The TRACER (Transposase and Recombinase-Associated Chromosomal Engineering Resource) database is a central resource describing mice and embryos carrying a transgenic insertion generated by a Sleeping Beauty transposon-based system (Ruf et al., 2011).
The transgenes used comprise different features. The transposons currently used most frequently (SB9 and SB8) contain:
A “regulatory sensor”
A LacZ gene driven by a minimal promoter. This promoter has no activity by itself but responds to the activities of the surrounding transcriptional regulatory elements around (warning: these elements can be quite far from the insertion site). For many insertions, the associated LacZ expression is described, in mid-gestation (E11-12) mouse embryos is described and annotated.
A tool for ”recombineering”
A loxP site, which can be used to initiate in vivo chromosomal rearrangements such as deletions, duplications or inversions when combined with another loxP (Hérault et al., 1998; Spitz et al., 2005; Wu et al., 2007)
As such, the insertions provide information about the surrounding regulatory landscape(s) and, for the ones available, can be used for in vivo CRE-mediated chromosomal re-engineering.
Importantly, the transgenes are flanked by the inverted repeats of a Sleeping Beauty transposon. Accordingly, each one can be “remobilized”, by breeding to a transgenic line expressing SB-transposase expressing transgenic line (Ruf et al., 2011). The remobilisation rate varies depending on the insertion site, but is usually very high (10-50%). In addition, since Sleeping Beauty is biased for “local hopping”, the new insertions are frequently observed (~ 15-30%) within 1 to 2 Mb from their starting site.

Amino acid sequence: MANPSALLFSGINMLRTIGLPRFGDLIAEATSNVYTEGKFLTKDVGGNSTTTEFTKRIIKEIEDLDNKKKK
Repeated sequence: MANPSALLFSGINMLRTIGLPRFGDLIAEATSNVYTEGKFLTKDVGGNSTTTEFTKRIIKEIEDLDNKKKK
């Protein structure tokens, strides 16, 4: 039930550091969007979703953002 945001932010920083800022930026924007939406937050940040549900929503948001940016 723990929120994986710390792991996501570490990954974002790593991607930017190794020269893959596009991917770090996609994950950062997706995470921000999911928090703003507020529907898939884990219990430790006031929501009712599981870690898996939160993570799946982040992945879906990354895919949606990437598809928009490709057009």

Hérault, Y., Rassoulzadegan, M., Cuzin, F., and Duboule, D. (1998). Engineering chromosomes in mice through targeted meiotic recombination (TAMERE). Nat Genet 20, 381–384.
Ruf, S., Symmons, O., Uslu, V.V., Dolle, D., Hot, C., Ettwiller, L., and Spitz, F. (2011). Large-scale analysis of the regulatory architecture of the mouse genome with a transposon-associated sensor. Nat Genet 43, 379–386.
Spitz, F., Herkenne, C., Morris, M.A., and Duboule, D. (2005). Inversion-induced disruption of the Hoxd cluster leads to the partition of regulatory landscapes. Nat Genet 37, 889–893.
Wu, Ying, Wu, and Capecchi (2007). Toward simpler and faster genome-wide mutagenesis in mice. Nat Genet.